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I'm in the process of getting some seed cleaned on the farm, mustard, lentils & durum. I called the local feed pellet plant and asked if they minded if mixed in the yellow mustard screenings, as they can be harmful to cattle, they didn't care but they wanted my durum screening separate and tested for a new (name escapes me) toxin. Not vomitoxin but something they say is 50 times worse.
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post #8 of 22 (permalink) Old 01-03-2017, 06:34 PM
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Be sure to post the results if this is tried. Ozone treatment is pretty common here anymore in potato storage. There is a company in Aberdeen Idaho called O3 Zone that builds ozone generators, been doing it since the mid 90's. The best results seem to come from a 2 fold application. The first is going into storage; a metal hood is mounted on top of a conveyor belt leading into the cellar. The "fog" is pumped into this hood. The second stage is after the storage is full, O3 is pumped into the ventilation system. I would think something similar would have the best chance of success with grain. Pump the ozone into the auger going into storage, and then again through the air system. While you're at it, you could try spraying a mist of hydrogen peroxide into the auger also.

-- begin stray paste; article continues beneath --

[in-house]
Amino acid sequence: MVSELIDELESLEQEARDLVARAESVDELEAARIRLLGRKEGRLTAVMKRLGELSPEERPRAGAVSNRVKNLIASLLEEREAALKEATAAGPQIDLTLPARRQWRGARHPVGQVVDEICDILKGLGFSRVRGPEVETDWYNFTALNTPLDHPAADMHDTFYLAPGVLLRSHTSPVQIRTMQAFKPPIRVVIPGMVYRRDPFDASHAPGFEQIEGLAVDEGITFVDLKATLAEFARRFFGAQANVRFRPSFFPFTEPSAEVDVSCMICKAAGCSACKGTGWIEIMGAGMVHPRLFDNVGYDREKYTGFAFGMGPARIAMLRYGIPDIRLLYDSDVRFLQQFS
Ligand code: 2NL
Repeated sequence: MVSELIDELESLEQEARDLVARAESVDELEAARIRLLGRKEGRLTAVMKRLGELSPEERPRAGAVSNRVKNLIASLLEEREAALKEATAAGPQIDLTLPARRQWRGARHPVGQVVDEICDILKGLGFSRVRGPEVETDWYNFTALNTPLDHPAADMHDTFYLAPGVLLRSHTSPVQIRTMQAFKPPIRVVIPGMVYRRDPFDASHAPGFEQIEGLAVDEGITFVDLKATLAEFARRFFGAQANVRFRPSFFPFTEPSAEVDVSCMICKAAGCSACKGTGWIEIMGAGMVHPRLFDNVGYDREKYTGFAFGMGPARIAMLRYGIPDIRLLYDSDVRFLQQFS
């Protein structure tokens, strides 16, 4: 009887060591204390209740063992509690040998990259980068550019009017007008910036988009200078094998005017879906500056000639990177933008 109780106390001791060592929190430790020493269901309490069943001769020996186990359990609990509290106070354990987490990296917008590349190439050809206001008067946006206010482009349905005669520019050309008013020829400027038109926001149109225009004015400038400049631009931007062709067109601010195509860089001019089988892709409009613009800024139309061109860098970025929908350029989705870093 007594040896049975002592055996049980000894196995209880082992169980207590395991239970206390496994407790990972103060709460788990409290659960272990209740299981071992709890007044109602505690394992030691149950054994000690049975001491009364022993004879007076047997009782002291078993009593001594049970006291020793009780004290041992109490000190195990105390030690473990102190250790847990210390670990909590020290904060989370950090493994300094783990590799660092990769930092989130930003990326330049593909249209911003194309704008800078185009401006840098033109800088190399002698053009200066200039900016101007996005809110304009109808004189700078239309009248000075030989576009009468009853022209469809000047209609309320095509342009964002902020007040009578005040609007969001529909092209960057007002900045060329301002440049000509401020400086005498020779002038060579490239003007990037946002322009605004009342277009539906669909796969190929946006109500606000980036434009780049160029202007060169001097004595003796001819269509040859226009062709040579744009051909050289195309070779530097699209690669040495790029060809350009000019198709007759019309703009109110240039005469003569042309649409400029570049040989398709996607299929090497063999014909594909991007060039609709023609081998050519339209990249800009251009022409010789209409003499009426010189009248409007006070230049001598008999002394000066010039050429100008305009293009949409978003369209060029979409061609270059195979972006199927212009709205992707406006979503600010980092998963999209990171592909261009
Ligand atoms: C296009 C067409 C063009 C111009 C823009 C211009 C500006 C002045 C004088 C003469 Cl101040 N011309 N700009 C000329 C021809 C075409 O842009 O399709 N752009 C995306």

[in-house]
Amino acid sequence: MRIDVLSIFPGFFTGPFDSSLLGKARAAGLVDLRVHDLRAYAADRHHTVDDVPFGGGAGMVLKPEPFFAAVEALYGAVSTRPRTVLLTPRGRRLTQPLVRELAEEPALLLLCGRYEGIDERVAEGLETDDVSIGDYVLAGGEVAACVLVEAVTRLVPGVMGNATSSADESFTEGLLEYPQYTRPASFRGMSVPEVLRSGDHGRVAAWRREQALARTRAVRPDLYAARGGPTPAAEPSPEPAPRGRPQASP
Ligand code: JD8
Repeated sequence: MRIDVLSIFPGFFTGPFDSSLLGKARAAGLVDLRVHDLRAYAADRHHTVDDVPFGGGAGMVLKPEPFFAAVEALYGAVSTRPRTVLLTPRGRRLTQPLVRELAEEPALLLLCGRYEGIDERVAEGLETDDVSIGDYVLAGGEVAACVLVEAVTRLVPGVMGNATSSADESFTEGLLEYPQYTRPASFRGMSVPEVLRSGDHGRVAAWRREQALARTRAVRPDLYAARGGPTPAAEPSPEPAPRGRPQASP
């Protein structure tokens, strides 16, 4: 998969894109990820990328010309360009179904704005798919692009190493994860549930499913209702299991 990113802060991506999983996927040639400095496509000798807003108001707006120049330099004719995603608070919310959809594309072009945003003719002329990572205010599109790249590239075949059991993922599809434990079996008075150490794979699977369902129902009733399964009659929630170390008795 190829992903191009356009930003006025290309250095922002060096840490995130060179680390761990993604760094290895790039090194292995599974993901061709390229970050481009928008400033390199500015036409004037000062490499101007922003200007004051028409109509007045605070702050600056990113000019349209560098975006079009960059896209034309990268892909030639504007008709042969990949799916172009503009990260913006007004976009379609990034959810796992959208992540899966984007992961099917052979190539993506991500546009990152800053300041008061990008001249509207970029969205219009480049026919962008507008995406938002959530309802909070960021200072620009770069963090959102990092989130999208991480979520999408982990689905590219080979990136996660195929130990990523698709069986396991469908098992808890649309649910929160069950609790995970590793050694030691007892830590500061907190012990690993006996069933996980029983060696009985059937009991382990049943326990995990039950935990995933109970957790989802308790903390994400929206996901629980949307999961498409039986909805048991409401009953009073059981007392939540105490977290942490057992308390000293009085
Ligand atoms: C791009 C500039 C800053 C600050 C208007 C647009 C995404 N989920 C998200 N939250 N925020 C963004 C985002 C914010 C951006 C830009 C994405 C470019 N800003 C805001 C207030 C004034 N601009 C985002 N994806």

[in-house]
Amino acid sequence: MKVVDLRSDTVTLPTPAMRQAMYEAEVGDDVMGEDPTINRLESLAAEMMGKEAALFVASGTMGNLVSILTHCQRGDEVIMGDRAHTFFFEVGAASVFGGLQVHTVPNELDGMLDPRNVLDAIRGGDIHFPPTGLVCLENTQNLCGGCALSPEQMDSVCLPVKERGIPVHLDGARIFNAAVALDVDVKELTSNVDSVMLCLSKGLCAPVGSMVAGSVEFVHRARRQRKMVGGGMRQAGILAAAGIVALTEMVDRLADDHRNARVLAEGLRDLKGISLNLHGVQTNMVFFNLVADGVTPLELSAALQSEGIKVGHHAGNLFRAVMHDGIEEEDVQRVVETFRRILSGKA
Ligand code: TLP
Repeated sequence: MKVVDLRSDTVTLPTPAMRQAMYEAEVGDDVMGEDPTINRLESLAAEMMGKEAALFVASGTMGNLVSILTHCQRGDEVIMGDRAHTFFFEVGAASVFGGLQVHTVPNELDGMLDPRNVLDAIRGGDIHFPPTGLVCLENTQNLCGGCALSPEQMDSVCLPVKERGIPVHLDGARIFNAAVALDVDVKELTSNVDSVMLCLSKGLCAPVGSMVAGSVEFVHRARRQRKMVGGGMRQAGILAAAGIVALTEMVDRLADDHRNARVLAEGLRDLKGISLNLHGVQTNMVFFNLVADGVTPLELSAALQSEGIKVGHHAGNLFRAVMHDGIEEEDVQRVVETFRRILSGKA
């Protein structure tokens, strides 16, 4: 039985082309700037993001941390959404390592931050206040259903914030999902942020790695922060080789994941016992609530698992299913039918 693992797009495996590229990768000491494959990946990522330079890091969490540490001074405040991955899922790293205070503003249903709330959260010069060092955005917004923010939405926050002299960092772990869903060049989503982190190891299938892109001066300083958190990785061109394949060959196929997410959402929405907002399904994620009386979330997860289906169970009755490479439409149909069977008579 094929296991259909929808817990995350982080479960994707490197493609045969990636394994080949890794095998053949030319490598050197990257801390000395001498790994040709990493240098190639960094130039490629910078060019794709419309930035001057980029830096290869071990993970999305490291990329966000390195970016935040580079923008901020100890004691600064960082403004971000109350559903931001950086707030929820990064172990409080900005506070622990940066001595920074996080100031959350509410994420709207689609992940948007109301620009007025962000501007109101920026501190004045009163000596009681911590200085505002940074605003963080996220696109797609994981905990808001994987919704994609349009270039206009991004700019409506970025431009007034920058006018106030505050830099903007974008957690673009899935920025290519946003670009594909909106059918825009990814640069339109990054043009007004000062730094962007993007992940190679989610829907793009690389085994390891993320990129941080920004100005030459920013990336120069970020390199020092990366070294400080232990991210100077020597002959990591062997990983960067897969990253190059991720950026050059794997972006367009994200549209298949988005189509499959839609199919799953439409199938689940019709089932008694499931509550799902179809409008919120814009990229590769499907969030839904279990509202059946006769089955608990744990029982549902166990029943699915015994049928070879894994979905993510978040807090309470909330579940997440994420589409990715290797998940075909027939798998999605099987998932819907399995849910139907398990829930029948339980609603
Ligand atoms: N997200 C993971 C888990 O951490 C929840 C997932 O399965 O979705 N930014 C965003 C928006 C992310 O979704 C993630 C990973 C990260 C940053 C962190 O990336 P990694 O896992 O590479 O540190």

This has been talked about here for grain, but the people with Ph.D's and supposedly lots of smartitudes, say that while it would kill the organism, it wouldn't help with the exudates from fusarium-DON. It was explained to me like this, if you have a pen full of cattle that needs to be completely cleaned out, it's easy to clear out the cattle, but the manure is much harder to get rid of.

I've about decided though that university researchers aren't interested in doing research that doesn't involve a big grant from a chemical company.

Cautionary tale,
I worked for a large potato seed grower in the 90's. He bought a ozone generator to help with dry rot (also caused by a fusarium). In the front of one the storages was where we kept the spare tires and tubes. After being treated with ozone all winter the rubber rotted. The tubes were so brittle you could break them with your hands, and the truck tires would split trying to mount them. Expensive lesson.
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post #9 of 22 (permalink) Old 01-03-2017, 06:48 PM
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All you need is a spark and a fan to produce ozone. An aeration fan and a large neon transformer are all that is required. Not much to patent.

Wheat flour properties actually improved after treatment, malt properties not changed although were completely free of infection and molds.

Makes we wonder if we shouldn't be doing this to every kernel we seed.
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post #10 of 22 (permalink) Old 01-03-2017, 08:29 PM
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I have a friend that is suppose to be trying this. Renting some kind of machine and pumping ozone through the bin.
It was unsuccessful last I talked to him. Too good to be true.